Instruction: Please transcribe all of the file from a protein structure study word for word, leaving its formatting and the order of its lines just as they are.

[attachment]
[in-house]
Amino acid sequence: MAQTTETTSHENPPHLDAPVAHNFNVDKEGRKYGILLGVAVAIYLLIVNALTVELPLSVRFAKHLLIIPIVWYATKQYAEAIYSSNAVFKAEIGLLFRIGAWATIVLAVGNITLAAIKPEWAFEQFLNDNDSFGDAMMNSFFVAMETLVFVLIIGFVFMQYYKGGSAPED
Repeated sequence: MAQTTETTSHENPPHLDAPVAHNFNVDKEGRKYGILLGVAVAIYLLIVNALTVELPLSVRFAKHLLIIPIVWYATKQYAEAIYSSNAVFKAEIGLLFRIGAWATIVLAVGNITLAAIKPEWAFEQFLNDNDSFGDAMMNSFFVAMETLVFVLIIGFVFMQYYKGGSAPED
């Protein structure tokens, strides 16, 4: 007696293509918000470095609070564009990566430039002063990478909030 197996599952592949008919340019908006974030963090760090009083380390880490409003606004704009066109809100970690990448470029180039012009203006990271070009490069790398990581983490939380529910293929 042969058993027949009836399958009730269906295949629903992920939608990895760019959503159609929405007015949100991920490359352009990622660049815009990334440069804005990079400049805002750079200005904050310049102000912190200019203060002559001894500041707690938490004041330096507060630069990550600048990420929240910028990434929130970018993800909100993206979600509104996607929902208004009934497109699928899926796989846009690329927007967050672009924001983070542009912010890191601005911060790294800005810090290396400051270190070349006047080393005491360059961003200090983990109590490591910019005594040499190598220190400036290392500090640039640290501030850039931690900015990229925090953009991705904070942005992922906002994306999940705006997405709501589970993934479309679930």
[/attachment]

[in-house]
Amino acid sequence: MAQTTETTSHENPPHLDAPVAHNFNVDKEGRKYGILLGVAVAIYLLIVNALTVELPLSVRFAKHLLIIPIVWYATKQYAEAIYSSNAVFKAEIGLLFRIGAWATIVLAVGNITLAAIKPEWAFEQFLNDNDSFGDAMMNSFFVAMETLVFVLIIGFVFMQYYKGGSAPED
Repeated sequence: MAQTTETTSHENPPHLDAPVAHNFNVDKEGRKYGILLGVAVAIYLLIVNALTVELPLSVRFAKHLLIIPIVWYATKQYAEAIYSSNAVFKAEIGLLFRIGAWATIVLAVGNITLAAIKPEWAFEQFLNDNDSFGDAMMNSFFVAMETLVFVLIIGFVFMQYYKGGSAPED
């Protein structure tokens, strides 16, 4: 007696293509918000470095609070564009990566430039002063990478909030 197996599952592949008919340019908006974030963090760090009083380390880490409003606004704009066109809100970690990448470029180039012009203006990271070009490069790398990581983490939380529910293929 042969058993027949009836399958009730269906295949629903992920939608990895760019959503159609929405007015949100991920490359352009990622660049815009990334440069804005990079400049805002750079200005904050310049102000912190200019203060002559001894500041707690938490004041330096507060630069990550600048990420929240910028990434929130970018993800909100993206979600509104996607929902208004009934497109699928899926796989846009690329927007967050672009924001983070542009912010890191601005911060790294800005810090290396400051270190070349006047080393005491360059961003200090983990109590490591910019005594040499190598220190400036290392500090640039640290501030850039931690900015990229925090953009991705904070942005992922906002994306999940705006997405709501589970993934479309679930």